LATE WINTER: Apply a pre emergence weed control when the soil temperature reaches a consistent 50 degrees. This is usually February or early March, when the Forsythia is in bloom. This application will control annual weeds and perennial weeds that germinate in the spring. Make sure the product is approved for use on Bermuda grass and apply at the recommended rate. Do not aerate (core) for 3 months after you apply pre emergence weed control because it will affect the chemical barrier. Irrigate after applying useless otherwise state on the bag. Do not use a pre emergence weed control that contains fertilizer. If you fertilize now, you might stimulate your law to break dormancy during a warm spell, only to be damaged by freezing temperatures.
Read on to learn about common bermuda grass weeds, non-chemical control methods, preventative solutions and treatment strategies.
If you are able to identify the weed you are seeing at home, you can make a more informed choice of which products to use by reading their labels. Be sure to read the product labels thoroughly so that you know if the chemical can be applied to your lawn without damaging the grass. Follow the product label’s instructions upon application. For more information, read Identifying Common Lawn Weeds . It is important to know that there are a few cultural, non-chemical control methods for weed control you can use as well.
Common Weeds in Bermuda Grass Lawns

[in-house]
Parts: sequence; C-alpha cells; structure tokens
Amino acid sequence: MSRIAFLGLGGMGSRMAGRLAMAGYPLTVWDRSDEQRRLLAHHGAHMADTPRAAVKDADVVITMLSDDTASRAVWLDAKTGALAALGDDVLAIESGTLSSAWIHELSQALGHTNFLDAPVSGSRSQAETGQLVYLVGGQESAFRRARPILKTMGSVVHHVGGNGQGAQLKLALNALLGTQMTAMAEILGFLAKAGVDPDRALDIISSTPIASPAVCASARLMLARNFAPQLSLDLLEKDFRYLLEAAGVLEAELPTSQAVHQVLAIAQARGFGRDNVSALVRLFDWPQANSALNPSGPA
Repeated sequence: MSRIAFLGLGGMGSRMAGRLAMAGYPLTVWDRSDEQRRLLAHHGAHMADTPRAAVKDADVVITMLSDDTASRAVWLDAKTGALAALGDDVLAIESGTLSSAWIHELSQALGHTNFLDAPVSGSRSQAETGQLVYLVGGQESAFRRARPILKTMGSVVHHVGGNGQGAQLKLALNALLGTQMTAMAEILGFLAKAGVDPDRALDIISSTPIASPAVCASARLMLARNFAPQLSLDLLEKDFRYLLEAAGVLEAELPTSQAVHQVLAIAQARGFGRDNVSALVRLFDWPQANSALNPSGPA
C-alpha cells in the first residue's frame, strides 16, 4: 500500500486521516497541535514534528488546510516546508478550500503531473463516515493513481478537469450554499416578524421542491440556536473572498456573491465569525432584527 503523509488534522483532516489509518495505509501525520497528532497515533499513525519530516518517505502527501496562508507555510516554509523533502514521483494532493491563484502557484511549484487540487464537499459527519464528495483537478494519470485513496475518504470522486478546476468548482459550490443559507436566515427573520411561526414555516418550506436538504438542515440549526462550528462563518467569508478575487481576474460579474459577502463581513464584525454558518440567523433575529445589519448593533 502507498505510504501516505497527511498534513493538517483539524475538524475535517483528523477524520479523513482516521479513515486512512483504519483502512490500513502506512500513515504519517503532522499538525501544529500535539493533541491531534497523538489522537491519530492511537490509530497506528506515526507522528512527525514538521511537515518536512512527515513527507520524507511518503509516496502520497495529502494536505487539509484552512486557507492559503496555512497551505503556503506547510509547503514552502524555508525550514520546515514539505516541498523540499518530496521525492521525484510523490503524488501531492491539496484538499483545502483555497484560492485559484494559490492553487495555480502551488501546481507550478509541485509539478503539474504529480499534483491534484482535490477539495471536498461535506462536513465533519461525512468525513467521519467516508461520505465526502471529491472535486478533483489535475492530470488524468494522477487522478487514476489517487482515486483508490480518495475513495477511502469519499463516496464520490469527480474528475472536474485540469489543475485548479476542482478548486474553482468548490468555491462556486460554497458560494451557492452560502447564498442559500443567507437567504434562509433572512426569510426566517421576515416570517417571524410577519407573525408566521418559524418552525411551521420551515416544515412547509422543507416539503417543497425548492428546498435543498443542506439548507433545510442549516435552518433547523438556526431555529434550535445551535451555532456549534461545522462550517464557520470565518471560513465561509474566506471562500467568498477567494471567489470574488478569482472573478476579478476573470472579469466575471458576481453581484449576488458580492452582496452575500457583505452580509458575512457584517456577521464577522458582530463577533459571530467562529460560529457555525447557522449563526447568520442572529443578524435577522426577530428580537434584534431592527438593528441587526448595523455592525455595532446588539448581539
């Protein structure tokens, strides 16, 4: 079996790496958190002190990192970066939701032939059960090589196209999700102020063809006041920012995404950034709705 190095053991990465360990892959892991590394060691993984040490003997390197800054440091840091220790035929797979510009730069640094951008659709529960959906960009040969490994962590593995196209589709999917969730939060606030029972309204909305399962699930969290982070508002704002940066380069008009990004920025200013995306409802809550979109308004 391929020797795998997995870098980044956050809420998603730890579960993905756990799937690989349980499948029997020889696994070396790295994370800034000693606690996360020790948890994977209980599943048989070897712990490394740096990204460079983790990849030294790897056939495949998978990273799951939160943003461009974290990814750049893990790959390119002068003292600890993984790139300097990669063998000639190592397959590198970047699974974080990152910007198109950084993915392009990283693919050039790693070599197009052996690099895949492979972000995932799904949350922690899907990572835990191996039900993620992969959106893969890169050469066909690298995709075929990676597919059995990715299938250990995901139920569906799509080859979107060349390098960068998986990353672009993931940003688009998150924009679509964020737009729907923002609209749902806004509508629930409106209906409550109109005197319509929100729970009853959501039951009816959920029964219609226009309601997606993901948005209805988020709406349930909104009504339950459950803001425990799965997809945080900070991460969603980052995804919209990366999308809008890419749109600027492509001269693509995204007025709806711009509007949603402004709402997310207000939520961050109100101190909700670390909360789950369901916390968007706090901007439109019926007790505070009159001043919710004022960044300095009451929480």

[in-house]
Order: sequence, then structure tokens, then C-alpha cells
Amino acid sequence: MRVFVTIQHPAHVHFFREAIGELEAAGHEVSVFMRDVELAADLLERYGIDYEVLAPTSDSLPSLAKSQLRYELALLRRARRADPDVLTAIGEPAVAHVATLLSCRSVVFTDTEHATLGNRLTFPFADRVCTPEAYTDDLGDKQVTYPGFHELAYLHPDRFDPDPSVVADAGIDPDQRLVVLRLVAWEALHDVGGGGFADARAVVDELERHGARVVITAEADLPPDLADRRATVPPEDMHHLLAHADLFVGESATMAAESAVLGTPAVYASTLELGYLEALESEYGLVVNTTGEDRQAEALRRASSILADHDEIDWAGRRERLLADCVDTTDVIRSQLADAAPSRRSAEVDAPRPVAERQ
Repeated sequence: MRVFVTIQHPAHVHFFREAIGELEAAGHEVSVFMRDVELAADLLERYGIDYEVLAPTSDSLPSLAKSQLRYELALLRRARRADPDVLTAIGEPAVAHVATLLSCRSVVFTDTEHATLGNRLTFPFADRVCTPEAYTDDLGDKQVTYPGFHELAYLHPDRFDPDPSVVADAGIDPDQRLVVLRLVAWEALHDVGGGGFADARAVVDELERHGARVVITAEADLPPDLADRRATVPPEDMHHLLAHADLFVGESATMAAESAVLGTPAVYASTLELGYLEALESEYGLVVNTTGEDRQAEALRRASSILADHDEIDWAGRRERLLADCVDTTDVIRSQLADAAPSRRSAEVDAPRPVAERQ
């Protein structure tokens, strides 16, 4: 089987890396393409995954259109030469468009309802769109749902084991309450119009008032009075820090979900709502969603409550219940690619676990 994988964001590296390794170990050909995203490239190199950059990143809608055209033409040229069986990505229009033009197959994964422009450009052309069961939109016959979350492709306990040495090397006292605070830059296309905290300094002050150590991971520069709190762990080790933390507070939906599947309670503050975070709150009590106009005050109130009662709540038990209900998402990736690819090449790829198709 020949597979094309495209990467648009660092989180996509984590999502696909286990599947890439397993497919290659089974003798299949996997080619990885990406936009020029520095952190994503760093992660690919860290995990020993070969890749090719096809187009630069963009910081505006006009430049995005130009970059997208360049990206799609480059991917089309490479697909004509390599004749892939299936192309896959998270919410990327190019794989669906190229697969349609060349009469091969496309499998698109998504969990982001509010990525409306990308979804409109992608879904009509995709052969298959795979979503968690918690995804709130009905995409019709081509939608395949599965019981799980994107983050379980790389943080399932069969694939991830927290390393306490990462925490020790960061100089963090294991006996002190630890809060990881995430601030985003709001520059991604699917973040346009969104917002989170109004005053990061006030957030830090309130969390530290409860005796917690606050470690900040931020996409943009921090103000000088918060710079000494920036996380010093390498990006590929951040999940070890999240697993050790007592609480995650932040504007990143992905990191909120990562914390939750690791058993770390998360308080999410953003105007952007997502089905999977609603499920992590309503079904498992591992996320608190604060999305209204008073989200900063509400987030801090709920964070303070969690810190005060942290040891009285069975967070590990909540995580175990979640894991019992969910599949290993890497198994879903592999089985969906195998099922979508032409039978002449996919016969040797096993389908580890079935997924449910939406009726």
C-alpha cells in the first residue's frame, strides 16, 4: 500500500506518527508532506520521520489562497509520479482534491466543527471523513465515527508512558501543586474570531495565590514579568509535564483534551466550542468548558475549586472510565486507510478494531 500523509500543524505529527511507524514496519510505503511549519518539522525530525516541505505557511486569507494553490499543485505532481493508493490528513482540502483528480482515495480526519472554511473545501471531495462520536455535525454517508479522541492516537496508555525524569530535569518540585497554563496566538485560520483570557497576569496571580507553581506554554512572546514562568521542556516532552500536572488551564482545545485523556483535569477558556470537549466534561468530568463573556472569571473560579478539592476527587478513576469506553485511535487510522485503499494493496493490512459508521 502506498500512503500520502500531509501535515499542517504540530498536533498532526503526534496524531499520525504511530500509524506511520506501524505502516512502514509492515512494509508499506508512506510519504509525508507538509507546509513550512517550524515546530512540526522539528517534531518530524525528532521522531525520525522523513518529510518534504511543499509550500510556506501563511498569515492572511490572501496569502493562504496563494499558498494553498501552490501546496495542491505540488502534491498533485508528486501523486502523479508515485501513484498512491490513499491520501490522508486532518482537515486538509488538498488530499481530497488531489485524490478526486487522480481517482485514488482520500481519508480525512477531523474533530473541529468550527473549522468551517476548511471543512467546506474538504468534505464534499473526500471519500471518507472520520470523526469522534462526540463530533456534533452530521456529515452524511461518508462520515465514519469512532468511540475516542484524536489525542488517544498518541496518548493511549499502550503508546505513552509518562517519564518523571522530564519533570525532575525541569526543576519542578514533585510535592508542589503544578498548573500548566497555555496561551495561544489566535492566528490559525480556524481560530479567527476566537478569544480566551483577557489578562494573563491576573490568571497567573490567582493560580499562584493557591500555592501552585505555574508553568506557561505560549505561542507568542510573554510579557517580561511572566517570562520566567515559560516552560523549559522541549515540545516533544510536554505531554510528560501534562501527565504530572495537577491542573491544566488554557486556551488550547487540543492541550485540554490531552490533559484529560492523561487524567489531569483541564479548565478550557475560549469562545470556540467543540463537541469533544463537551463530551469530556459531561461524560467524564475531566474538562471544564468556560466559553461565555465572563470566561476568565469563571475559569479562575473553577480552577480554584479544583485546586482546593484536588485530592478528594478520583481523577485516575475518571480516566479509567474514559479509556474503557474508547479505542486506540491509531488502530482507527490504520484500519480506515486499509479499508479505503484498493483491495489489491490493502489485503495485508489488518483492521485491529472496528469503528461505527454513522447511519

This doesn’t mean weeds will never appear in your bermuda grass lawn. Some common weeds that tend to make an appearance in bermuda grass are common chickweed, dandelion or yellow nutgrass. Having the ability to know which types of weeds are growing will tell you a lot about your soil. It will also give you the chance to come up with a treatment strategy for the specific kinds of weeds you’re seeing.
Pre-emergents should typically be applied in the spring as temperatures start to warm up to 55 degrees Fahrenheit and in the fall when soil temperatures are below 70 degrees Fahrenheit and dropping. Take a look at a few of the recommended pre-emergents below.
In comparison to pre-emergent herbicides, post-emergent weed control formulas are useful when a weed problem has already occurred and you need to get it under control. There are many different kinds of post-emergents depending on the kind of weeds you want to kill and the variety of bermuda grass you need to protect. It should be noted that you shouldn’t use Tenacity or Fusilade II on bermuda grass lawns as they are labeled to control invading bermuda grass and can damage your lawn.